In an unprecedented move, the G-20 minus 1 decided to include three separate paragraphs on climate change in the final communiqué – one spelling out a general pledge to tackle climate change, a boxed one on the US’ (rather the Trump administration’s) rejection of the Paris Agreement, and one on the rest of the leaders’ reaffirmation of their unconditional support to the Paris agreement. This was reportedly after the US’ demand of inclusion of fossil fuels in the communiqué was rejected by others.
While current anti-climate developments in the US administration caused anxiety among climate advocates, its immediate effects might be more positive than initially expected. Trump's decision to withdraw from the Paris Agreement has awaken a sense of urgency within the international community for dealing with climate issues, as well as filling the power vacuum that this withdrawal creates in collective climate leadership.
Indian Prime Minister Narendra Modi’s recent visit to Europe has been a strategic endeavour to reaffirm India’s engagement with the European Union and firmly establish India’s position as a key global actor, writes Gauri Khandekar.
The Kigali amendment - seeking to reduce climate-damaging HFCs - is considered a diplomatic victory. In fulfilling its pledge, India’s cooling sector has a crucial role to play. The Indian government hence seeks to cooperate with the EU to learn from their experiences, in order to advance the country’s green cooling efforts.
Presidents Trump and Xi met on 6 April 2017 at Mar-a Lago, Florida. The environment and climate change were not discussed. Given the tense state of US-China relations and the political leanings of the Trump administration, there is much at stake for cooperation between the countries on the climate agenda – the most important bilateral relationship in the world. To maintain it, both a high-level paradigm shift of China’s diplomatic approach and a considered assessment of feasible areas of cooperation are needed.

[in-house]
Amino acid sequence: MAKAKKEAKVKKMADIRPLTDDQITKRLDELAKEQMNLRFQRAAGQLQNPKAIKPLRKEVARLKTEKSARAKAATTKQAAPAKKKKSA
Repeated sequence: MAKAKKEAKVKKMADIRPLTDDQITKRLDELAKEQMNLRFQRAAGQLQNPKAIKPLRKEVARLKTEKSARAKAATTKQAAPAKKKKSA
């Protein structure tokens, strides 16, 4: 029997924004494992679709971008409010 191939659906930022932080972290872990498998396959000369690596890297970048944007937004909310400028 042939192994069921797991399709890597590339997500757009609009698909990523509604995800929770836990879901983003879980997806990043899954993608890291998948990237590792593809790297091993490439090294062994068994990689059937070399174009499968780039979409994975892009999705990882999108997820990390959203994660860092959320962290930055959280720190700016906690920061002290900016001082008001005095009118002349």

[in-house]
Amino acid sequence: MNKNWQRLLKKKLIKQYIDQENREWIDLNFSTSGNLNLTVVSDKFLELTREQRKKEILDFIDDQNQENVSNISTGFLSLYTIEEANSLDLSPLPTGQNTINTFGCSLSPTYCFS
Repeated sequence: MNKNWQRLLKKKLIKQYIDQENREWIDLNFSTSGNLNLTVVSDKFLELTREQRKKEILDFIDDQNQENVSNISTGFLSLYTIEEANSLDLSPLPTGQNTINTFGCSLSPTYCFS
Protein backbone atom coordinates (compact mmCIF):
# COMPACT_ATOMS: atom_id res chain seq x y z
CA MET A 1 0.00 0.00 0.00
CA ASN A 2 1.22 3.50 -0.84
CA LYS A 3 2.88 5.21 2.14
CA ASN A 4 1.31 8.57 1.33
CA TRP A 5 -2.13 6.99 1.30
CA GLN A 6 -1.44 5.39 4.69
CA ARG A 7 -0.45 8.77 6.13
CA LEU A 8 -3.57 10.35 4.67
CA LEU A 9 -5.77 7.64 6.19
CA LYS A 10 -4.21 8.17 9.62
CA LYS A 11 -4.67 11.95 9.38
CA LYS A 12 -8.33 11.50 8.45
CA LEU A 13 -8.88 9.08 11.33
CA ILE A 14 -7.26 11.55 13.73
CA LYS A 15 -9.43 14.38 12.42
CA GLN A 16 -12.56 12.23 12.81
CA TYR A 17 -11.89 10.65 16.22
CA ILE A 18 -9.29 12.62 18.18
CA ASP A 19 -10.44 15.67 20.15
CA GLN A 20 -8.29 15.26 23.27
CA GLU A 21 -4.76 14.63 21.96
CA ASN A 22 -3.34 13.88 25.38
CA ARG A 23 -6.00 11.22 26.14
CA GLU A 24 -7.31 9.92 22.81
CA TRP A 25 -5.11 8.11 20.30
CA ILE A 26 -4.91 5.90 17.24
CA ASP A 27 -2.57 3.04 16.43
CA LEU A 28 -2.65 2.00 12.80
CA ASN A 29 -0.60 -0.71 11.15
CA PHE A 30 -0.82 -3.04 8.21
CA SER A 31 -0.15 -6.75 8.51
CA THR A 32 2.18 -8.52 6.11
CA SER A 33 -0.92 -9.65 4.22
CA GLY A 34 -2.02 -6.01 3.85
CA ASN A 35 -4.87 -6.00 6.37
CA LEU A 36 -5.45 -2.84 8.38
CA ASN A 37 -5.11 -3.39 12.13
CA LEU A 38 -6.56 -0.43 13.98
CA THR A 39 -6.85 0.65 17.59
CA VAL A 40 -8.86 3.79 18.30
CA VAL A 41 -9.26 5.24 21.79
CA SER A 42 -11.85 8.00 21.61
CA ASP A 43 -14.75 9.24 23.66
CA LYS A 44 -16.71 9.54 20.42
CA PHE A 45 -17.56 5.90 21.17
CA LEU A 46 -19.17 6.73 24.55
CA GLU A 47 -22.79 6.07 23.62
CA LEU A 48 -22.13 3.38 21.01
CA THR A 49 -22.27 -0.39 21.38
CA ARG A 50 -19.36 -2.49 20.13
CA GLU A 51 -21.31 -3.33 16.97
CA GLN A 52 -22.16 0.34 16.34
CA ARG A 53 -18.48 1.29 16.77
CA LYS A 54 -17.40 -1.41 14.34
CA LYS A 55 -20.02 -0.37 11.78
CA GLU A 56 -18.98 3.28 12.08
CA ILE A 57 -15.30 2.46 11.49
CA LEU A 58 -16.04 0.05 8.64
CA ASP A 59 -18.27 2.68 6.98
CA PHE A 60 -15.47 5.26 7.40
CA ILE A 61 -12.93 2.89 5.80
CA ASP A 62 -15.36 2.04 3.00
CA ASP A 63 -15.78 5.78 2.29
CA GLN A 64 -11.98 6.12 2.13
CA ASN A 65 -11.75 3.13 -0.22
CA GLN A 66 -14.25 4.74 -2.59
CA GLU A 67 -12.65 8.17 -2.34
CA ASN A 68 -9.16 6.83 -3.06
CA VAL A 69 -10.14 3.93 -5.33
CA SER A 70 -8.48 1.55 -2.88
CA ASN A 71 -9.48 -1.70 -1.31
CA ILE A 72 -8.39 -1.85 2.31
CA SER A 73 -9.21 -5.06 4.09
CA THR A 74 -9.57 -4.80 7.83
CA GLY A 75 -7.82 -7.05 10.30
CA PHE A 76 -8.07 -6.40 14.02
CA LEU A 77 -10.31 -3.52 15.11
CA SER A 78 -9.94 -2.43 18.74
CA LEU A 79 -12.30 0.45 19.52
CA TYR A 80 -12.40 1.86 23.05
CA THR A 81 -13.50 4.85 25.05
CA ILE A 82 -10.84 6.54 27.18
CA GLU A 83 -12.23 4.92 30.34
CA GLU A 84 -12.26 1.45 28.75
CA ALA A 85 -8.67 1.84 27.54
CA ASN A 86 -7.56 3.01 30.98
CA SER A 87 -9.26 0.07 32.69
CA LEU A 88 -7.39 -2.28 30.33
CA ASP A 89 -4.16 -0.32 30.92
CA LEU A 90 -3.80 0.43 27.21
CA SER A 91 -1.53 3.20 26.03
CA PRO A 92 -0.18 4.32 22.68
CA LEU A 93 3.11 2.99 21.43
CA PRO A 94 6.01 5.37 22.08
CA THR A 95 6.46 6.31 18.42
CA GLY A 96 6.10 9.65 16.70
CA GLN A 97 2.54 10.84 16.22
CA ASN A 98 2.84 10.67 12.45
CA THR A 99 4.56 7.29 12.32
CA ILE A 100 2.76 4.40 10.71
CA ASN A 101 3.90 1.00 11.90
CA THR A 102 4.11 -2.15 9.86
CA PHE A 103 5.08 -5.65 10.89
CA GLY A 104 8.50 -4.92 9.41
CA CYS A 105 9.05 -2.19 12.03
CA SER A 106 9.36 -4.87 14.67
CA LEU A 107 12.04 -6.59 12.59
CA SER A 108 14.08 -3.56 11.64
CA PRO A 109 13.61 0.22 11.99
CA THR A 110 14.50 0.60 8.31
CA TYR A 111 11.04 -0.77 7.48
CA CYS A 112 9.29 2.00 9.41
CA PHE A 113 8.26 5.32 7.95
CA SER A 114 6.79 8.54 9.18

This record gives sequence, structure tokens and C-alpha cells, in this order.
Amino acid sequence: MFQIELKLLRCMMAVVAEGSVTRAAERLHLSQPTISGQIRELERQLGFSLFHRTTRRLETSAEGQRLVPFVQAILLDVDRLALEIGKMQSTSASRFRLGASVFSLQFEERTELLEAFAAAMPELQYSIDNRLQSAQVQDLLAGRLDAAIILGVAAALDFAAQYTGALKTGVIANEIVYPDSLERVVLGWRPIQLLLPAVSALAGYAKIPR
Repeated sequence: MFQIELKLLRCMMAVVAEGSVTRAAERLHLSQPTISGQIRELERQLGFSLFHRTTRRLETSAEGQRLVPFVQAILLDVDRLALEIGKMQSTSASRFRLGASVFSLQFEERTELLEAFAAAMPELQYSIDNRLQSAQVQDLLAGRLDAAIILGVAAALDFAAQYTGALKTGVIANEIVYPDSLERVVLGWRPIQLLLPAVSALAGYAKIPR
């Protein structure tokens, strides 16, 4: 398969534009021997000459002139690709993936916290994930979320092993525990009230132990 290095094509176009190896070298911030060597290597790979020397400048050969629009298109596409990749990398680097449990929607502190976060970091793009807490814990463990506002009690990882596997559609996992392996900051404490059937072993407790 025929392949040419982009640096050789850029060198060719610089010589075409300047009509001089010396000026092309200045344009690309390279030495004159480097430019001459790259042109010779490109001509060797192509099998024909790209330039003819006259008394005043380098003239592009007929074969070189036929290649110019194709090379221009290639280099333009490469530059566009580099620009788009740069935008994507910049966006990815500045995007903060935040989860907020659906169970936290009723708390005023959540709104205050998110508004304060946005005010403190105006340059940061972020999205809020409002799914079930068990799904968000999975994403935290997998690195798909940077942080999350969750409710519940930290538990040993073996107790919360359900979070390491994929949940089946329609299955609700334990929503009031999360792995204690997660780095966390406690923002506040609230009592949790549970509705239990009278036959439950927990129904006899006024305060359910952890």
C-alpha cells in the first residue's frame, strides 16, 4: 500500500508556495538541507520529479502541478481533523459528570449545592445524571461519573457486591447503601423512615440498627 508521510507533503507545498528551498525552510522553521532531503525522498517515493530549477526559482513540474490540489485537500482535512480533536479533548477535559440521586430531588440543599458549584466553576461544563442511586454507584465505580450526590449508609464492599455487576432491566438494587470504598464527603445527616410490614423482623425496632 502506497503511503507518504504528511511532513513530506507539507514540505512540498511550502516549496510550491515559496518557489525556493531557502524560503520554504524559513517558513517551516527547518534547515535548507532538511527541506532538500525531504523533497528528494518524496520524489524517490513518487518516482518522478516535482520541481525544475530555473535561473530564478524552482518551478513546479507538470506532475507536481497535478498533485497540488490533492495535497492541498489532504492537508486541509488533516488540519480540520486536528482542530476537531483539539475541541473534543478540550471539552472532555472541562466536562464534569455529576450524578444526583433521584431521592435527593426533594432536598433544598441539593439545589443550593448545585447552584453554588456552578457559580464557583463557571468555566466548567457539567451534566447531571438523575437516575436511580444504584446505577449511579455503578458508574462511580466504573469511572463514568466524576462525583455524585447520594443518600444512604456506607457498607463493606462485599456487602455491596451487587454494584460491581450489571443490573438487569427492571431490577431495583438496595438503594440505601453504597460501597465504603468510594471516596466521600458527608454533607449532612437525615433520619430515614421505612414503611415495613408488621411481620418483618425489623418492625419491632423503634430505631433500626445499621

Vigya Sharma travelled to the state of Odisha, on India’s east, to get some insights on the linkages between energy access, rural poverty and climate change adaptation. In this post, she summarises her findings. How does Odisha’s government currently identify and establish links between natural disasters and rural poverty? And what role, if at all, may the current policy environment consider of energy poverty in further accentuating these linkages?
On the Mekong Delta, the massive river system in Southeast Asia, we see a prime example of how import water and water management are for sustainable development and climate change. This has to do, for one, with the human right to access to clean drinking water, as well as with agriculture, which now accounts for around 70 percent of global water consumption. In India, this share is as high as 90 percent. Water management along large rivers, especially in light of climate change, is an urgent challenge that developing countries must confront. FAIReconomics discussed water management and climate diplomacy in the Mekong Delta with Sabine Blumstein, a Project Manager at adelphi, an independent think tank and leading advisory body for climate, environment, and development issues.
On 19 January 2017, the Ministry of Foreign Affairs of Japan hosted a roundtable seminar with international experts and country representatives to follow up on G7 efforts to address climate-fragility risks.
The Mekong River is vital, serving >66 million people. Sabine Blumstein shares 3 reasons for more climate diplomacy.